When you think of domino, you may envision a chain reaction where one piece tips over another and leads to more until the whole line falls in an elegant cascade. This is the “domino effect,” and it’s also a metaphor for any action that causes a sequence of events to follow—from building a house to writing a novel to running a marathon.
Lily Hevesh started playing with dominoes when she was 9. Her grandparents had a 28-pack, and she loved setting them up in straight or curved lines and flicking them. As she grew older, her collection grew and she started posting videos of her creations online. Soon, she had a million YouTube followers and a career as a professional domino artist.
Dominoes are square ceramic tiles that feature a line in the middle and a value on both ends, either a number of dots (called pips) or blank spaces. Each end is printed in a different color, and the pips are raised above the tile so they’re easy to spot. Most sets have double-six dominoes, but there are many other variations, including double-nine, double-12, double-18 and even double-21. Increasing the number of pips on each end increases the total value of the tiles, making a set more difficult to play.
The word domino comes from the Latin dominium, which means “heave or sway.” It’s believed that the game of domino came to Europe from Turkey around the 17th century. The word and the game have since grown to become a popular pastime worldwide.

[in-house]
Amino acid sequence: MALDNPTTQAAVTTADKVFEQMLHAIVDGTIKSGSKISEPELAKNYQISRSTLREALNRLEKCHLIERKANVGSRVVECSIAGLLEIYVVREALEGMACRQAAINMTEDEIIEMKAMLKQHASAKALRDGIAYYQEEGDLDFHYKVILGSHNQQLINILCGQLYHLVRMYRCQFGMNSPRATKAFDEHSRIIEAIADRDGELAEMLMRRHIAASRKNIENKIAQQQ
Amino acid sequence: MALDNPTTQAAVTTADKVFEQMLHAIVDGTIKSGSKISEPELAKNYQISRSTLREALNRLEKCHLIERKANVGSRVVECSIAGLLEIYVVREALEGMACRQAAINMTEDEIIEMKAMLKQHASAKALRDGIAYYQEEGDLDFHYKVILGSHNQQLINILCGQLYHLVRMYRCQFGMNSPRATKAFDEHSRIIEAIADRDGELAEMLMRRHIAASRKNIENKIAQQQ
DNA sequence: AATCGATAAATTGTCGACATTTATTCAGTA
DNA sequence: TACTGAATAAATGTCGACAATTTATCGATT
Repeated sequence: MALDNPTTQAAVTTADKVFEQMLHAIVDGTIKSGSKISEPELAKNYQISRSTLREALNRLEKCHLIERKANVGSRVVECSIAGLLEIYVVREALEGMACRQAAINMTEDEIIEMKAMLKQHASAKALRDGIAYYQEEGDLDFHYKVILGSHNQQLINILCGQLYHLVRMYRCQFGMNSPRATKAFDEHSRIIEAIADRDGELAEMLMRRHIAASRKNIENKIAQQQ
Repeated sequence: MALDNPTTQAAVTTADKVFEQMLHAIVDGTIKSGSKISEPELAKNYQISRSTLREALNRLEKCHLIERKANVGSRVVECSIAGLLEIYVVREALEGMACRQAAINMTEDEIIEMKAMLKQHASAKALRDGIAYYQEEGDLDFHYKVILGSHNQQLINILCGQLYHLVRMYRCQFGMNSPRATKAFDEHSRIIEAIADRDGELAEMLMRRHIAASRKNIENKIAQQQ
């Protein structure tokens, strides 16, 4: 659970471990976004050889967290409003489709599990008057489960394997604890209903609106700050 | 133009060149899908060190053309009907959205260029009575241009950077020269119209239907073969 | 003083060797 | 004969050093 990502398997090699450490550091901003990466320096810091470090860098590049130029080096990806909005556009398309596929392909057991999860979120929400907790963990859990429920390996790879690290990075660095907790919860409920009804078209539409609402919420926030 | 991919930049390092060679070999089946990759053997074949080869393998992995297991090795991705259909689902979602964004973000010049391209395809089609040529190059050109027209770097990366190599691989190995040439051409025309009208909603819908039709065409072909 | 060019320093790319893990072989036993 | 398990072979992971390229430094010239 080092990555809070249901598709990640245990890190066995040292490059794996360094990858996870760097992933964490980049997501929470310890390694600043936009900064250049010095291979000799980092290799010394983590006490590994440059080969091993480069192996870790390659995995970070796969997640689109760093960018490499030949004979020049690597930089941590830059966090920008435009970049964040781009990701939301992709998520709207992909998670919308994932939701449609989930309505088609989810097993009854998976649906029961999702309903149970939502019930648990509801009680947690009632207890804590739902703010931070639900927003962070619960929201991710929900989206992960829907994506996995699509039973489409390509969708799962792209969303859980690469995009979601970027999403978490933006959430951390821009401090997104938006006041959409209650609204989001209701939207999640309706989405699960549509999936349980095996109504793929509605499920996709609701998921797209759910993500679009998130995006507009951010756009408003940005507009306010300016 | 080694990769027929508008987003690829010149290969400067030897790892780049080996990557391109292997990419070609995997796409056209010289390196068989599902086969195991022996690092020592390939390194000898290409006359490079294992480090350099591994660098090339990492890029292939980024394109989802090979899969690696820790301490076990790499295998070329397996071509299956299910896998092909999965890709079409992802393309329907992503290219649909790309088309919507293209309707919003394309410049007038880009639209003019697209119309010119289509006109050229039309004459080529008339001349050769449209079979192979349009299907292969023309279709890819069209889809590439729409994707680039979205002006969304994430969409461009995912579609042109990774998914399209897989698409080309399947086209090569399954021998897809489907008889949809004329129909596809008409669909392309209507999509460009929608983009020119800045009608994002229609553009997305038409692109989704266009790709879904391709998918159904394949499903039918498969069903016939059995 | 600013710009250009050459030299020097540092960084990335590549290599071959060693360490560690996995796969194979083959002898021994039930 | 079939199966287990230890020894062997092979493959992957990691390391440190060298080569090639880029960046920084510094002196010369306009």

Like dominoes, business models are complex and require careful planning. To build a successful model, you need to have the right team, an effective strategy and the tools to support your vision. And, you must be able to make changes as your organization grows and evolves.
A good business model can help you navigate these challenges, but it’s important to be able to visualize your model so you know how it will change over time. And, if you’re going to create a model that will be used by your team, you need a platform that allows everyone to access the information and results in the same way.
Domino delivers a single, unified Domino server for code and data, allowing you to run your model as a self-service web application and track the links between a result and the source code or data that created it. With Domino, you can scale your Domino deployment to fit your needs, whether you want to use on-premises hardware, a private cloud or hybrid multi-cloud infrastructure.
Physicist Stephen Morris explains that standing a domino upright gives it potential energy, or stored energy based on its position. Once you knock over the first domino, much of this potential energy is converted into kinetic energy, or the energy of motion, and the chain reaction begins. Dominoes are more powerful than you think. A 1983 study by University of British Columbia physicist Lorne Whitehead demonstrated that they can knock down objects about a foot tall—that’s the same size as a Tic Tac.